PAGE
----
The Results Act:
Observations on DOD's Draft Strategic Plan
NSIAD-97-219R: Published: Aug 5, 1997. Publicly Released: Aug 27, 1997.
- Full Report:
Pursuant to a congressional request, GAO reviewed the draft strategic plan submitted by the Department of Defense (DOD) as required by the Government Performance and Results Act.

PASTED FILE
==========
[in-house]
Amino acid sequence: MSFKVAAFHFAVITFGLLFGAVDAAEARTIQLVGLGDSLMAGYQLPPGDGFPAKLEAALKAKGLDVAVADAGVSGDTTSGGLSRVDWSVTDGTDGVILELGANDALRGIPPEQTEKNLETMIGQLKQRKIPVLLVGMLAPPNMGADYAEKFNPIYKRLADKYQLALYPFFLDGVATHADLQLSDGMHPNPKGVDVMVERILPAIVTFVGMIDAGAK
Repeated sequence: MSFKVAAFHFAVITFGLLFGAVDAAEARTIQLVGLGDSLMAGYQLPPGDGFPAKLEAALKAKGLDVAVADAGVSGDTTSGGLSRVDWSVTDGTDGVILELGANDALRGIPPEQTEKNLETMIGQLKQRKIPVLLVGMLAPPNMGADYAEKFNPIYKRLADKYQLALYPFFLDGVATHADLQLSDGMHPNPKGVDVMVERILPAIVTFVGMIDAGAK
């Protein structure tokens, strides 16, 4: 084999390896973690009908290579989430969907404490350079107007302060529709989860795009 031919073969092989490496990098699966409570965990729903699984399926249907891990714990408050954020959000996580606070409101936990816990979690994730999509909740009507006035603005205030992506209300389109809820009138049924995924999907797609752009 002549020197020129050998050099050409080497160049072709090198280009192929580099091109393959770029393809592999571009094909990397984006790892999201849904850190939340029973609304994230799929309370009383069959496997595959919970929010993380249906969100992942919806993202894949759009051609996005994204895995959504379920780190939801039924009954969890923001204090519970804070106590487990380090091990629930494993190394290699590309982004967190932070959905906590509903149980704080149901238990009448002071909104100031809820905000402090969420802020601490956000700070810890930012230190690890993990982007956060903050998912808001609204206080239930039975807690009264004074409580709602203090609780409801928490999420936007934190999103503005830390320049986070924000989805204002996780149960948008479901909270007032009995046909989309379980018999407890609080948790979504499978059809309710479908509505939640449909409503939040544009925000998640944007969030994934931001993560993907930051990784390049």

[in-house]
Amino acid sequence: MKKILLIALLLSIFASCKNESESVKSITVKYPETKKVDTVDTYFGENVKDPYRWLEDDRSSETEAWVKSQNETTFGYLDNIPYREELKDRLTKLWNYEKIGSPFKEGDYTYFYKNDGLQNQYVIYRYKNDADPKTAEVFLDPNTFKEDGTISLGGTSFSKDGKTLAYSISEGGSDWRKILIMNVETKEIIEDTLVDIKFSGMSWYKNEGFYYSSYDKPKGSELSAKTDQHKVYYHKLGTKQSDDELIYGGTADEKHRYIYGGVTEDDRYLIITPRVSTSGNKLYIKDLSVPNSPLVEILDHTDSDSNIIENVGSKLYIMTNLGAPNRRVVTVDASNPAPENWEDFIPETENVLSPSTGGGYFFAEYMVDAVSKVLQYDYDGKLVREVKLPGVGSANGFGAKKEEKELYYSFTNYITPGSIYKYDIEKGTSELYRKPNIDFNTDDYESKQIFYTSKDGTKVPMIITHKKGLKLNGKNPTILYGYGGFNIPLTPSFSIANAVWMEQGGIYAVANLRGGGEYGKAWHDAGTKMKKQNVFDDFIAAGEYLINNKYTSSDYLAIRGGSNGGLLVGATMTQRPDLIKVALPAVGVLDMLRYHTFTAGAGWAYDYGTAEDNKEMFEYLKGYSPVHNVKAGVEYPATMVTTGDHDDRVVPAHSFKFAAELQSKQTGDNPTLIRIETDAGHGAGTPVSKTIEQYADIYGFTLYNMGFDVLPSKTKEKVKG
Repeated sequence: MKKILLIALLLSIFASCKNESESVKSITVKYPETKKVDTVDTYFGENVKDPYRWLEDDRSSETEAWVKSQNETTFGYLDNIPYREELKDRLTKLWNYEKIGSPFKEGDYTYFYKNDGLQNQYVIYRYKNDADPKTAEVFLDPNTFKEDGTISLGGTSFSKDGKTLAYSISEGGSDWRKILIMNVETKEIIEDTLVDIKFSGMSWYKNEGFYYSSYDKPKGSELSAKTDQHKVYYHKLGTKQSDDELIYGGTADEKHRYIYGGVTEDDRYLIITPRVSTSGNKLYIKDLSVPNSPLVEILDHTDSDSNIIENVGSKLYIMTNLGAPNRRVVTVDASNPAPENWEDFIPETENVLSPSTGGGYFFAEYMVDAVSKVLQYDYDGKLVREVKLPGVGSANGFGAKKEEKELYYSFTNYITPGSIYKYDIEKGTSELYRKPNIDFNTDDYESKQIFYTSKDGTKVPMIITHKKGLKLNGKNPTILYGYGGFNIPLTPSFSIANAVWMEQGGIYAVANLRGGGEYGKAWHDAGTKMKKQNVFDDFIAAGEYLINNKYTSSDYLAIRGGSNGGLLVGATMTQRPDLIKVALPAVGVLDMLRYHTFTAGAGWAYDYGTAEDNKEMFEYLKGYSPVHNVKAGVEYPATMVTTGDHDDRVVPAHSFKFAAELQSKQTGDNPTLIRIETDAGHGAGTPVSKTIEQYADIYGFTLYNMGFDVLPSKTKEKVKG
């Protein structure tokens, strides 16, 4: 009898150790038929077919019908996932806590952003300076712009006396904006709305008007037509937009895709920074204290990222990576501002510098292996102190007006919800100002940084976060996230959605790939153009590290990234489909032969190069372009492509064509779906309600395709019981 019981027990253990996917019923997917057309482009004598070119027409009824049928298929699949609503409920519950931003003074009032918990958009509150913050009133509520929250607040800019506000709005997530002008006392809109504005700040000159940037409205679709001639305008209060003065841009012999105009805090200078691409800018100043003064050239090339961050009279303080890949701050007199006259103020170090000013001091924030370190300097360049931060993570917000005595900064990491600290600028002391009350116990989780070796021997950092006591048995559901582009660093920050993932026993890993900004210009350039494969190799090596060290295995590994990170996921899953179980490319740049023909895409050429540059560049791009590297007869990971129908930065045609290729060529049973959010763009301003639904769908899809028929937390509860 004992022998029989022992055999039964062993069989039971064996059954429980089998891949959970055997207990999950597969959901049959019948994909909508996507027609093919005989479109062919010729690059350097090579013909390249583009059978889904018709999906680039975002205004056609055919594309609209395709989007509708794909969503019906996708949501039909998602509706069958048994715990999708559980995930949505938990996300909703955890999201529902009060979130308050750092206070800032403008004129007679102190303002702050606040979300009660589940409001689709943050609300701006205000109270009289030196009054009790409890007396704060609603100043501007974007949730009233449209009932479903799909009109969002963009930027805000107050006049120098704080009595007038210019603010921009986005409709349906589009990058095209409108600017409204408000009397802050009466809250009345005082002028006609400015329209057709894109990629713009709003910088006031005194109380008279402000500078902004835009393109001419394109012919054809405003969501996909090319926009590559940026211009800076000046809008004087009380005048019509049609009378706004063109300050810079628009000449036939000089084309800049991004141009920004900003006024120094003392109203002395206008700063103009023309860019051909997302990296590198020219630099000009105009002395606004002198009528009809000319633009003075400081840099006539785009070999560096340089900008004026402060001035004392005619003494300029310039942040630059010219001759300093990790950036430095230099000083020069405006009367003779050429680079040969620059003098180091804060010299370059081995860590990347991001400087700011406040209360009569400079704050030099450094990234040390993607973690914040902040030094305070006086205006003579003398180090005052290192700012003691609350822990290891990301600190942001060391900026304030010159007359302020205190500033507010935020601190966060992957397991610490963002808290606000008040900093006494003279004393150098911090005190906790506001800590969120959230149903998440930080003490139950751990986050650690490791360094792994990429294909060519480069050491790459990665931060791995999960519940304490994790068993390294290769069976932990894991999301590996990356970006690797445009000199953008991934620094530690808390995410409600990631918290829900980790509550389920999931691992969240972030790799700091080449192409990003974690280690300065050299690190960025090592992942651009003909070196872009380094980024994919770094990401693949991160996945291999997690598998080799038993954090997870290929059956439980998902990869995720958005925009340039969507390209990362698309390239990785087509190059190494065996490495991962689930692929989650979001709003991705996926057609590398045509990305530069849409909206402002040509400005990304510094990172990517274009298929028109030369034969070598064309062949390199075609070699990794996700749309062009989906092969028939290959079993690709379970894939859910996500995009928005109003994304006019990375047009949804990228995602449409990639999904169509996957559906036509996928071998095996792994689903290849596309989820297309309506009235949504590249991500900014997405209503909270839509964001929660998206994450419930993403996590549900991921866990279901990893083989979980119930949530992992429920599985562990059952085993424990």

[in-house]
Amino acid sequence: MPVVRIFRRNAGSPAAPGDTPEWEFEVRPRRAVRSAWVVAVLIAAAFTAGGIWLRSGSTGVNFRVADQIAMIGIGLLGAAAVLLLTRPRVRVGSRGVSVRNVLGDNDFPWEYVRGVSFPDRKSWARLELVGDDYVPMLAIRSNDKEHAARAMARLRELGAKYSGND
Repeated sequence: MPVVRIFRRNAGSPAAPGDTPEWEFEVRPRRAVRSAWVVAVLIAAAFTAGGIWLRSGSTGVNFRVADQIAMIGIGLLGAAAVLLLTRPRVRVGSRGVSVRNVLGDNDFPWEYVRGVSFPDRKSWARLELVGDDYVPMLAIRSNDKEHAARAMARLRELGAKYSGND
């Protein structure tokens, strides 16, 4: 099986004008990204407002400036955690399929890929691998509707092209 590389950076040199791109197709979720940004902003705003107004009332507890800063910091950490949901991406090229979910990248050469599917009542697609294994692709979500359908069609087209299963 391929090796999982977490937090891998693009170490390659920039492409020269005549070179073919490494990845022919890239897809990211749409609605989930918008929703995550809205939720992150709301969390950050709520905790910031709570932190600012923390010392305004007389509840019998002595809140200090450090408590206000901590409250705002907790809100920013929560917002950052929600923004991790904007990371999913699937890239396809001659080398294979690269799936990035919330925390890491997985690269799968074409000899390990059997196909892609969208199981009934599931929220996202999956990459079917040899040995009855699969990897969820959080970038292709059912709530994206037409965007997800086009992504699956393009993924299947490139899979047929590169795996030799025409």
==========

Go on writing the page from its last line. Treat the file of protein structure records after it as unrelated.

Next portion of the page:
GAO noted that: (1) DOD's draft plan includes discussions of each of the six critical components required in strategic plans; (2) overall, while some of the plan's components are of higher quality than others, the plan represents an adequate start for addressing the requirements of the Results Act; (3) the draft plan contains a succinct mission statement and general goals and objectives that cover DOD's major functions and operations; (4) however, the overall plan could be improved by clarifying sections, adding information, and improving the plan's format; (5) the plan's overall quality could be enhanced by: (a) stating more completely and explicitly its strategies for achieving each goal and including schedules for initiating and completing significant actions; (b) discussing more clearly how external factors link to and could affect achieving its goals; (c) describing in more detail the program evaluations used in establishing its strategic goals and identifying the key issues to be addressed in future evaluations; (d) addressing what DOD has done or plans to do to resolve its persistent management problems, including specific steps it plans to take, the time frames and resources needed to implement its plans, and identification of any external factors that could impede resolution; (e) beginning now to work closely with Congress and other stakeholders in developing performance goals and measures; (f) identifying programs and activities that crosscut with other agencies' programs and discussing how those efforts are being coordinated; and (g) developing one clear and succinct document primarily based on the Quadrennial Defense Review and formatted to correspond with the Results Act's requirements and the other expectations for Results Act plans; (6) DOD's plan included some discussion of formidable management problems DOD currently faces; (7) these problems are important because they could affect DOD's ability to meet its strategic goals and objectives; (8) however, DOD's discussions of management problems could be more complete; (9) the significant problems DOD faces with managing its contract operations were not discussed; and (10) DOD's major concern about the reliability of program-related and financial management information systems does not mention how data limitations would affect its ability to measure performance and ultimately to effectively manage its programs.